Stock:Bond anti-correlation: -.57 (Good)

  • 63 day trailing correlation of major stock and bond indices is -.58 (Lucena Research, May 27, 2014).
  • It is down slightly from -.57 one month ago.
  • Negative values for this factor indicate a normal relationship between these asset classes.
  • The current value of -.58 is a good, normal indication of an economy operating as we expect.
  • Bottom line: Good

Total Personal Consumption Expenditures: +0.9% (Good)

  • Total Personal Consumption Expenditures  (PCE) were up 0.9% in March (Bureau of Economic Analysis).
  • No new data since last week.  Next update in beginning of June.
  • Bottom line: Good

Retail Sales: +0.1% (Neutral)

  • Retail sales were up +0.1% in April versus March and up 4.0% compared to one year ago (US Census, May 13, 2014).
  • No change since last week.
  • While it is certainly good that the number was in positive territory, the value damped hopes that the  economy was accelerating more quickly (NYT).
  • Bottom line: Neutral

Gross Domestic Product: +0.1% (Bad)

  • GDP  for the first quarter of 2014 grew at an annual rate of 0.1% (Bureau of Economic Analysis).
  • No new data since last week. Next update May 29.
  • The last quarter of 2013 was 2.6%, so this represents a substantial drop.
  • Many economists and pundits attribute the drop to bad weather, and they expect a return to higher rates. These opinions help mute the bad news, but it is still bad news.
  • Bottom line: Bad

New housing starts: +24.4% (Good)

  • New starts were up 13.2% in April vs March (US Census Bureau, May 16, 2014).
  • Up 24.4% compared to one year ago.
  • This is a strong improvement and represents good news for the economy.
  • Bottom line: Good

Inflation: 2.0% (Good)

  • US consumers are experiencing an inflation rate of 2.0% per year (Bureau of Labor Statistics, May 15, 2014).
  • No change since last week.
  • This data for April is up from 1.5% for March, mostly due to increases in food costs.  In spite of the bump up, this is not unusual, and is still at a historic low.
  • Bottom line: Good

Unemployment: 6.3% (Good)

  • Current April rate is 6.3% down from 6.7% in March (Bureau of Labor Statistics, April)
  • No change since last week.
  • Even though this number is higher than we’d like, we rate this a “good” because of the downward trend.
  • Bottom line: Good

Thanks to

Lucena Research quants Scott Strong and Alex Moreno wrote software to assist in this analysis.

May 27, 2014 end

May 19, 2014 Commentary

Of the 11 factors we track, two stood out this week: New housing starts and retail sales. Taken together our factors score an 8 out of 10 this week, indicating a positive long term outlook.

New housing starts were up 13.2% in April compared to March, and up 24.4% over one year.  This is a strong sign for companies like Home Depot (HD) and Lowes (LOW), which outperformed the market after the announcement last week.   The surge in starts is focused on multifamily units such as condos and apartment buildings, which may favor REITs such as AEC and CPT. According to USA Today:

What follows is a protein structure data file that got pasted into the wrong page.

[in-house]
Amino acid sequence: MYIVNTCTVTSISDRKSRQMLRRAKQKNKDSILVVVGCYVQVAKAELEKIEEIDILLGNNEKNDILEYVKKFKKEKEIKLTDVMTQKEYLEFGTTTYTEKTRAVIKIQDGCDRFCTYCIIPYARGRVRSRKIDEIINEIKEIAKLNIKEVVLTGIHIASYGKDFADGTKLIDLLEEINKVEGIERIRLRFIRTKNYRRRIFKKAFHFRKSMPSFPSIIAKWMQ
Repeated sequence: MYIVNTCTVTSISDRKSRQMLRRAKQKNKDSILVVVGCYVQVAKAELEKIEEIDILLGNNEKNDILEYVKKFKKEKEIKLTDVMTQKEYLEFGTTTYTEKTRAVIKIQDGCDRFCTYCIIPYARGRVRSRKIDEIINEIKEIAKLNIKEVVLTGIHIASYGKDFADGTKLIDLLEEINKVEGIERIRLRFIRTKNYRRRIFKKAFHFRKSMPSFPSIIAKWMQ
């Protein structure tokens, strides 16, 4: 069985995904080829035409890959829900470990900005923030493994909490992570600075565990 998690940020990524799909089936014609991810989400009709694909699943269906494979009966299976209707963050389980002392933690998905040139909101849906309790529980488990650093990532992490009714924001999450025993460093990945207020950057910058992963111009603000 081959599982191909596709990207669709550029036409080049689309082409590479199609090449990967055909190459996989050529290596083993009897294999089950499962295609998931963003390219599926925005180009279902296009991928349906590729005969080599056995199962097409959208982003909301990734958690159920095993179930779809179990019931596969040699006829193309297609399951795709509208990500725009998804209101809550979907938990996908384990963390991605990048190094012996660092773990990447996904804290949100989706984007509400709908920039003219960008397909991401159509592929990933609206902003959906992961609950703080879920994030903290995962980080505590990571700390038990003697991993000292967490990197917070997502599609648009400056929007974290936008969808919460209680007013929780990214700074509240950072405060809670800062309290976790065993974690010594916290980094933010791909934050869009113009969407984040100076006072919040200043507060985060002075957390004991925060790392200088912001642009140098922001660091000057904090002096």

Bad weather was fingered as the main explanation for a slowdown in the housing market and the economy during the winter months. April’s housing starts report, along with better employment numbers, could be a sign that the economy will rebound in the second quarter.

Of the other factors we track, the one attracting the most attention in the last week was retail sales.  According to the New York Times:

The Commerce Department said on Tuesday that retail sales edged up 0.1 percent last month (April), held back by declines in receipts at furniture, electronic and appliance stores, as well as restaurants and bars, and online retailers.
Retail sales, which account for a third of consumer spending, rose by a revised 1.5 percent in March. That was the largest increase since March 2010 and reflected pent-up demand after a brutally cold winter.
“You really had a spectacular March,” said Guy Berger, an economist at RBS in Stamford, Conn. “You are now having an April hangover. The reality of the economy is decent but not great.”

We’d normally like to see growth in sales year over year, so this number was disappointing. However, most pundits attribute the lower number to winter weather as opposed to a general slump in the economy. We are accordingly scoring this factor as a “neutral.”

Stocks to watch:

Several of our metrics involve an assessment of all stocks in the S&P 500.  In the course of this assessment, we come across some stocks that stand out in one way or another.  Here’s a summary of those findings:

  • Increase in housing starts may favor HDLOW, and multi family REITs such as AEC and CPT.
  • High price/earnings ratio: VNOHCN. A high P/E ratio indicates the stock may be overvalued.
  • Low price/earnings ratio: PHMDAL. A low P/E ratio may indicate an undervalued stock.
  • High book/earnings ratio: NWSACRM. A high book to earnings ratio indicates the company is not generating strong revenue compared to the value of their company assets and resources.
  • Low book/earnings ratio: WYNN. A low book to earnings ratio indicates the company is efficient at generating revenue.
  • High volatility: FSLRGMCR.
  • Low volatility: ACE. Note that this is not Ace Hardware.

Market & Economy Scorecard:

Factor Value Impact Score
Lucena’s Macro Economic Model 8.1 Good 0.8
Total S&P 500 earnings +14.1% Good 1.0
S&P 500 book to earnings ratio +4.0% Neutral 0.5
S&P 500 companies reporting losses 20 Good 1.0
Stock:Bond anti-correlation -.57 Good 1.0
Total Personal Consumption Expenditures +0.9% Good 1.0
Retail Sales +0.1% Neutral 0.5
Gross Domestic Product +0.1% Bad 0.0
New housing starts +24.4% Good 1.0
Inflation 2.0% Good 1.0
Unemployment 6.3% Good 1.0
Average score 0.8

Of the 11 factors we track, we score 8 of them as “good” indicating positive prospects for the economy and the stock market. Two are “neutral” and one is “bad.” On a scale of 0.0 to 1.0 our overall score is 0.8 which suggests a potentially positive outlook.

For more details on each of our metrics, see below:

Lucena’s macro economic model: 8.1/10.0 (Good)

  • Our model’s score of the economy remains at 8.1 out of 10.0 (Lucena Research, May 18).
  • No change since last week.
  • Larger numbers are better. Values greater than 0.5 represent a bullish indication.
  • Bottom line: Good